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Office of Strategic Environmental Management

Environmental Innovation Portfolio

Note: EPA no longer updates this information, but it may be useful as a reference or resource.


Setting Strategic Direction and Priorities

The need for strategic planning and measurement processes has risen as agencies grapple with complex, crossmedia environmental challenges not easily addressed through conventional regulatory programs. Innovative practices are enabling agencies to improve decision-making, focus resources on priority needs, measure progress, communicate results, and continually improve environmental management efforts.
 

photo of business people in a meetingPlanning

Agencies are increasingly recognizing the importance of strategic planning to enhance the productivity of public resources. Improved planning processes are helping agencies: 1) target resources where they are needed most and identify activities for disinvestment; 2) establish timelines to address priority problems in a practical manner; and 3) communicate desired outcomes and measures to internal and external stakeholders.

Planning can be applied at various levels, targeting agency-wide, sector-focused, or media-specific activities. Efforts to weave strategic planning into the organizational fabric of agencies are linking strategic direction with budgeting, program execution, and performance measurement. Adopting an ongoing management process for aligning organizational activities with strategic priorities significantly increases the productivity and impact of planning. Through environmental agreements, such as Performance Partnership Agreements, states and EPA are working to align planning and priority setting activities to leverage broader impacts and to clarify roles and accountability. Agency managers can use innovative practices to bring planning to life, identifying strategic priorities and aligning programs, initiatives, and resources to achieve results.

Compliance Team Planning Process—Indiana
Incorporates agency-wide, holistic compliance and enforcement planning into the Performance Partnership Agreement through the creation of a team of senior managers representing several media divisions and regions. (http://www.in.gov/idem/5476.htmexit EPA)
Planning Partnerships—Utah
Coordinates planning efforts between the Utah Department of Environmental Quality and U.S. EPA Region 8 throughout the National Environmental Performance Partnership System (NEPPS) and with 12 local health departments to develop an Environmental Service Delivery Plan. (http://www.deq.utah.gov/About_DEQ/Planning/ESDP/index.htm exit EPA)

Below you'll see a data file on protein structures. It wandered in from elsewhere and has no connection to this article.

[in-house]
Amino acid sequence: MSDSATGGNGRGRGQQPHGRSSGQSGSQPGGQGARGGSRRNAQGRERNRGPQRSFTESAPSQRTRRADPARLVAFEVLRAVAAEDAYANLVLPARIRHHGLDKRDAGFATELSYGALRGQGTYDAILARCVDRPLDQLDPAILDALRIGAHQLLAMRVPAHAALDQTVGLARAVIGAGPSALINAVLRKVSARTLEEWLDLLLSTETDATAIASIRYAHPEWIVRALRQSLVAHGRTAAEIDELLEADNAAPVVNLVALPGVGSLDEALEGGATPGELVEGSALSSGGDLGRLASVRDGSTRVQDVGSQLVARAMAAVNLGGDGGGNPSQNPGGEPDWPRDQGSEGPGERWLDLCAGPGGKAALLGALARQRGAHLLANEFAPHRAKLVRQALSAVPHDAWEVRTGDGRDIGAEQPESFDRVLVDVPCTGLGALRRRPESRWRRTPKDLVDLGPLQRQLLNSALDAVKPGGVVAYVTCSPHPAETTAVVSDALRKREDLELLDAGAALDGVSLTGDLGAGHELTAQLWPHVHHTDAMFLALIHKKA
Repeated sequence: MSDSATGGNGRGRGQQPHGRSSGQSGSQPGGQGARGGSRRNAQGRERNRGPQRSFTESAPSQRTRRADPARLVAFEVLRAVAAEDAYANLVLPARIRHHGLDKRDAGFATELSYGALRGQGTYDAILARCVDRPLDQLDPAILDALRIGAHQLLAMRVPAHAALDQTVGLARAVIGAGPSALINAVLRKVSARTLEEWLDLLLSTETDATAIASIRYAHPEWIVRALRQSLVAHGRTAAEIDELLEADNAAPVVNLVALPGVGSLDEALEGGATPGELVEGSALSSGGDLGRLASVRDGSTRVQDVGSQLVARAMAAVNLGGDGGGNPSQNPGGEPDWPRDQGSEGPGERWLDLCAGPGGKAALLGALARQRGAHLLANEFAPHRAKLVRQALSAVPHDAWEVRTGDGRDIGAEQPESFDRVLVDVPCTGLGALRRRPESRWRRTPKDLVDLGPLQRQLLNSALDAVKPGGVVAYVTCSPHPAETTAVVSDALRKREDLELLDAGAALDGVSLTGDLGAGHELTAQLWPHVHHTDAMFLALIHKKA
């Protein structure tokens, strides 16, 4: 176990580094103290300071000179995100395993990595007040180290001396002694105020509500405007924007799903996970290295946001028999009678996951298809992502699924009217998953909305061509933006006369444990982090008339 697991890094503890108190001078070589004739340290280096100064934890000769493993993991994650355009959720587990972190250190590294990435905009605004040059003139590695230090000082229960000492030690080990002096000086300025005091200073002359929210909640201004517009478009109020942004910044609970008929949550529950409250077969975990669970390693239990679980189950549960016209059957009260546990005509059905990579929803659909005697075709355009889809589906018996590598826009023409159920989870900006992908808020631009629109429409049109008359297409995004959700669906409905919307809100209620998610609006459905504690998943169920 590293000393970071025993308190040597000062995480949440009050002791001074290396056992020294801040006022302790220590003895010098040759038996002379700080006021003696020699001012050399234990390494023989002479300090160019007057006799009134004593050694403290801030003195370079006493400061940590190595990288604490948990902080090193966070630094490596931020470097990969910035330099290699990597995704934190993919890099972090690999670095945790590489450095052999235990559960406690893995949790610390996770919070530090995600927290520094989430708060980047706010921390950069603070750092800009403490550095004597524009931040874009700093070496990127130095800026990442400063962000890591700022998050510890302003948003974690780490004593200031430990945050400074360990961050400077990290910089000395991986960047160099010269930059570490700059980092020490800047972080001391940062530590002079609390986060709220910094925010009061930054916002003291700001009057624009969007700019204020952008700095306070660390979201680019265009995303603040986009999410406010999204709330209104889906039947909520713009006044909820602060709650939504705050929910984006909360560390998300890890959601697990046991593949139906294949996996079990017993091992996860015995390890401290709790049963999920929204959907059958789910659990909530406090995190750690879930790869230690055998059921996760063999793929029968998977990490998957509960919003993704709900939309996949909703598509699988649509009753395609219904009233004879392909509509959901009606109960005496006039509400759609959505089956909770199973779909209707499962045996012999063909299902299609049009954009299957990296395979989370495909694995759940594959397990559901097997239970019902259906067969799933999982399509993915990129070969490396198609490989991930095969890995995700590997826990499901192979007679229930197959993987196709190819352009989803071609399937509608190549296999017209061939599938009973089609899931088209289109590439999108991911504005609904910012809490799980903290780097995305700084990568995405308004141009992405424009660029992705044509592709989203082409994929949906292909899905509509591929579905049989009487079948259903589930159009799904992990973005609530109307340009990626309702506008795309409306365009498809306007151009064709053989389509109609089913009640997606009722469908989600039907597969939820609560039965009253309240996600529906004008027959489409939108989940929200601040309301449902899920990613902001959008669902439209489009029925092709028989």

Environmental Problem Solving—Florida
Systematically addresses recurring environmental problems that are not easily addressed by conventional efforts using a nomination, analysis, and measurement process to develop action plans. (http://www.dep.state.fl.us/ exit EPA)
STARS Economics and Decision Sciences Research Grants Program—U.S. EPA
Supports research by external social scientists that environmental decision-makers can use in real-world situations. (http://epa.gov/ncer/science/economics/)

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photo of open portfolioMeasurement and Indicators

Public agencies are improving performance measurement, enabling better informed priority setting and decision-making. Significant progress is being made in developing indicators and performance measures that shed light on: 1) environmental quality outcomes at various geographic levels (e.g., watershed, state, regional, national); 2) environmental performance of specific sources and sectors; and 3) the implementation status and effectiveness of agency environmental improvement programs. Progress is also being made in developing innovative practices and tools for managing, sharing, and communicating performance measures and indicators. Practices in this area help agency managers better assess environmental quality and performance outcomes, making it possible to better target programmatic and policy interventions and to evaluate their effectiveness.

Environmental Indicators—U.S. EPA
Provides a framework for states and U.S. EPA regions to measure and report geographically scalable information on environmental conditions and trends to help construct a robust decision support framework and the reporting of environmental progress in a comprehensive manner to the public. (http://www.epa.gov/indicators/)
King County Measuring for Results—Washington
Publishes an annual report to share environmental goals, progress, and results with the public; indicators focus on measurement of agency program outcomes. (http://www.kingcounty.gov/environment/data-and-trends/indicators-and-performance.aspx exit EPA)
Geographic Information System Screening Tool—U.S. EPA Region 6
Uses GIS coverages and a decision structure to assess direct and cumulative land impacts from a collection of facilities, such as animal feed lots, and to compare mitigation opportunities or permitting challenges. (http://www.epa.gov/earth1r6/6en/gis/)
Measures Tracking and Reporting System—New Hampshire
Uses a database to regularly track and report environmental measures and link those measures to goals, priorities, program activities, and budgets to enable improved results-based management. (http://www.des.state.nh.us/ exit EPA)
Measuring Results with Partners—U.S. EPA Region 5
Region 5 states and EPA partnered to develop shared environmental goals, targets, and indicators to enhance water quality outcomes and inform joint planning activities. (http://www.epa.gov/region5/water/goals.htm)

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